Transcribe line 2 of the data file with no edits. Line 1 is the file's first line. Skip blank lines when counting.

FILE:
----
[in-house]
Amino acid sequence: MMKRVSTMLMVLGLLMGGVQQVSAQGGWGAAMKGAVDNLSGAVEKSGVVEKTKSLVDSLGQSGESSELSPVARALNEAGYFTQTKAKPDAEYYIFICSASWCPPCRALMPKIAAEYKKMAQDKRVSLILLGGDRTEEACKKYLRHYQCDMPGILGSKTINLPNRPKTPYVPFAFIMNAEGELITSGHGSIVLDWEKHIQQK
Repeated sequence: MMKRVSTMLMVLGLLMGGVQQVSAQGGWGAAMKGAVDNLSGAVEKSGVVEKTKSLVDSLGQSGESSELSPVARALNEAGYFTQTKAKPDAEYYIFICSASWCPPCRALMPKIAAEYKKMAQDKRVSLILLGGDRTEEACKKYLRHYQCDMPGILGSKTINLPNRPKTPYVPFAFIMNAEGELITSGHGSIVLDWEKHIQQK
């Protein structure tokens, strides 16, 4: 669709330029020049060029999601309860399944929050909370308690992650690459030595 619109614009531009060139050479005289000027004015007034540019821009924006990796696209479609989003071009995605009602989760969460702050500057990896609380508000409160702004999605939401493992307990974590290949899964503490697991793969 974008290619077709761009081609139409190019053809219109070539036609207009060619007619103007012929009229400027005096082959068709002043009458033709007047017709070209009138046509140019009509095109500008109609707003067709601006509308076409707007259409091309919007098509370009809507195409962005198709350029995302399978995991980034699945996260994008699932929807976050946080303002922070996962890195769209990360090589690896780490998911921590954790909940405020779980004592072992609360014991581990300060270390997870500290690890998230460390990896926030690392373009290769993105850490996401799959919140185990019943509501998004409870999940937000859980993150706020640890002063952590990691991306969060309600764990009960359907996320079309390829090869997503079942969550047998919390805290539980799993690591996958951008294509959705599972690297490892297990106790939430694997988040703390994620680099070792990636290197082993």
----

Amino acid sequence: MMKRVSTMLMVLGLLMGGVQQVSAQGGWGAAMKGAVDNLSGAVEKSGVVEKTKSLVDSLGQSGESSELSPVARALNEAGYFTQTKAKPDAEYYIFICSASWCPPCRALMPKIAAEYKKMAQDKRVSLILLGGDRTEEACKKYLRHYQCDMPGILGSKTINLPNRPKTPYVPFAFIMNAEGELITSGHGSIVLDWEKHIQQK